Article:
Q: My bank told me that it reports any cash deposits above $10,000 to the IRS. But that money doesn’t represent taxable income from a job or an investment; it’s nobody’s business but my own. Does the bank have to report that? J.H., Plymouth, Mass.
Q: I own a rental home that I could sell for $100,000. Excluding land, I have depreciated $20,000. I know I have to recapture the $20,000 depreciation at 25 percent. Does it matter if I am in the 15 percent tax bracket? I.G., Louisville, Ky.
Q: We’re interested in setting up an ESOP for a small corporation. Do we need a lawyer or CPA to handle the paperwork? W.S.B.
Q: I hired a contractor to build a deck on our house for $15,000. We gave him $5,000 up-front for materials, etc. Now he’s skipped out and we can’t find him. Can I deduct the $5,000 deposit as a casualty loss deduction? R.S., Blawenburg, N.J.
Q: I gave my daughter stock shares that I bought for $10,000. On the day I gave her the shares, they were worth about $12,000. Now, it’s jumped to about $16,000, and I’ve advised her to sell. Is her taxable gain the full $6,000? P.L.A., Santa Barbara, Calif.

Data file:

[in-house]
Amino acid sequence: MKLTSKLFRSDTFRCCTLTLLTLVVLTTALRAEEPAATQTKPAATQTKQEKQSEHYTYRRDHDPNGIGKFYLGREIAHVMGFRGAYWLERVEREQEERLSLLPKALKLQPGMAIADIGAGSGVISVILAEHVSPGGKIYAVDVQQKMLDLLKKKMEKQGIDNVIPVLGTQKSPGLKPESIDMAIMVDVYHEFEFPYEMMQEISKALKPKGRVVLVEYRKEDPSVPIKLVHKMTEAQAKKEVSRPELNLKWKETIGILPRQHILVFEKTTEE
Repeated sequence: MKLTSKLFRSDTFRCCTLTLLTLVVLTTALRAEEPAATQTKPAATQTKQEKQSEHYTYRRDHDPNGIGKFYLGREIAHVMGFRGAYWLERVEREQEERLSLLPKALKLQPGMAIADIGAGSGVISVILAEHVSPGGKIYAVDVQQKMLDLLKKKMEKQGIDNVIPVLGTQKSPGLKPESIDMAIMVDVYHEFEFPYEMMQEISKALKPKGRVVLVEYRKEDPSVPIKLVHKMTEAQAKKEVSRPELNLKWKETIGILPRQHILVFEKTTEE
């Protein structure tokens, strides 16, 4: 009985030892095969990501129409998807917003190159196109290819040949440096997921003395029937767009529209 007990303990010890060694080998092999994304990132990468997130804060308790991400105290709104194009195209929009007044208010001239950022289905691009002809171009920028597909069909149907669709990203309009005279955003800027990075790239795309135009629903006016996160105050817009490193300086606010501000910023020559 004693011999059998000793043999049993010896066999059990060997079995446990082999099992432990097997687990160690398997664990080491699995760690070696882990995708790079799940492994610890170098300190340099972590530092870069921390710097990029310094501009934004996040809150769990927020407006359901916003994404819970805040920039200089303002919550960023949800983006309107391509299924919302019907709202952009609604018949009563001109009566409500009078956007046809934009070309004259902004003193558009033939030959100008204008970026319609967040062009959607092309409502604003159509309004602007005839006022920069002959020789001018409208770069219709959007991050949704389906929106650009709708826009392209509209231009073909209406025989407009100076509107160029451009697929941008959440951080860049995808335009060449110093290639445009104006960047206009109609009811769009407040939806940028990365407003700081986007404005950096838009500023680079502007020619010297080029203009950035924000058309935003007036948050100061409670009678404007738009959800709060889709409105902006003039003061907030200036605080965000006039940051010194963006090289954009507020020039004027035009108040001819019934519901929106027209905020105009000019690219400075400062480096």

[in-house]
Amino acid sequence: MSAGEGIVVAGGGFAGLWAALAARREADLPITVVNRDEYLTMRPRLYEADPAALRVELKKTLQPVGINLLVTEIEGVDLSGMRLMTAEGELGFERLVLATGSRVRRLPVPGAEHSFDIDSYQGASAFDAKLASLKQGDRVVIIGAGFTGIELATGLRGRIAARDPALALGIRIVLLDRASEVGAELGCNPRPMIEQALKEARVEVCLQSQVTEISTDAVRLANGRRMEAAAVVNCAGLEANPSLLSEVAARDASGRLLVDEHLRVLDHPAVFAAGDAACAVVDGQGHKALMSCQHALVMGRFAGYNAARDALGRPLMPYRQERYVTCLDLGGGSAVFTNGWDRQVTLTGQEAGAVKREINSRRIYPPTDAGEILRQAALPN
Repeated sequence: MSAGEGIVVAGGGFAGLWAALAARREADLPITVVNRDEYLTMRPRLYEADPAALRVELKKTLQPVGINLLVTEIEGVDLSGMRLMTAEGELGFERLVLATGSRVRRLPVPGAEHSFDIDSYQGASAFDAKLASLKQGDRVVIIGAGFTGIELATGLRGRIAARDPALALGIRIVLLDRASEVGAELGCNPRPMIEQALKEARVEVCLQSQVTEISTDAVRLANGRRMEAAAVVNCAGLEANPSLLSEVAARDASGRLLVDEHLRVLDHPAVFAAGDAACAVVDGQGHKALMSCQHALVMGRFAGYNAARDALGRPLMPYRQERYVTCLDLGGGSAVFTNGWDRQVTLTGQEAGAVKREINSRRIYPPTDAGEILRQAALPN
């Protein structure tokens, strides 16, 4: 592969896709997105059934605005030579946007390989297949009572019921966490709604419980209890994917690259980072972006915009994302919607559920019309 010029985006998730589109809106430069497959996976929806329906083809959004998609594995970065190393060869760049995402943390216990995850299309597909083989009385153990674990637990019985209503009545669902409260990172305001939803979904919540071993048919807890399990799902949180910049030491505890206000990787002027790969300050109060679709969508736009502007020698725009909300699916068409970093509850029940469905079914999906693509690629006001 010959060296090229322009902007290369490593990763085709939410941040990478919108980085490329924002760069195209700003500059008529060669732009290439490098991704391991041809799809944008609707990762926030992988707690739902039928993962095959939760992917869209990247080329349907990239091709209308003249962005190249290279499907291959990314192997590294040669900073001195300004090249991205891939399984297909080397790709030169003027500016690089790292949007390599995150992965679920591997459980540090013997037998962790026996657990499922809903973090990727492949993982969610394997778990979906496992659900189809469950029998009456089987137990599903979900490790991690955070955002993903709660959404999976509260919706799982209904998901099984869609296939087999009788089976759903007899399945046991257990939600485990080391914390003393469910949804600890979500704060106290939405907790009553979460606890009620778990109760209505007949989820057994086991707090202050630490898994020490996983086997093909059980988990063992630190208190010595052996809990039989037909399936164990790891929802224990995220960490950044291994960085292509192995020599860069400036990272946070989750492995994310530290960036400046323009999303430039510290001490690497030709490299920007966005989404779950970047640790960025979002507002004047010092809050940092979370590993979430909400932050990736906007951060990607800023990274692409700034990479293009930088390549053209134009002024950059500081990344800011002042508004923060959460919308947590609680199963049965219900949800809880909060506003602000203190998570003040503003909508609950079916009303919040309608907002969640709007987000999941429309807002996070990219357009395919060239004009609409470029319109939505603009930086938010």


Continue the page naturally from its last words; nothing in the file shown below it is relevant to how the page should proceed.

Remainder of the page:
Starting June 27, if you set up a charitable remainder trust (CRT), you’ll need to jump through new IRS hoops.
Before you know it, summer will be over and another school year will be under way. In our last special report, we focused on deducting your child’s education costs. But what if you are the one going back to school or enhancing your learning in conferences or seminars? As long as you make the tax grade, you can deduct the work-related education cost as a business expense. But it’s easy to flunk out when you file your return. Read on to learn the rules.
Q: In a recent Mail Call answer, you said a person can deduct donations to some charities in Canada, Mexico and Israel. (5/30/05 issue) Do you have authority for that statement? M.L.
Q: I’ve been working for a company that is rapidly losing money. I’ve heard through the grapevine that the owners haven’t paid the employment taxes for the past year. Could that cause me trouble personally with the IRS? E.L.C., Cleveland
When payments are made in return for goods or services, that payment should be considered income to the recipient, not a gift.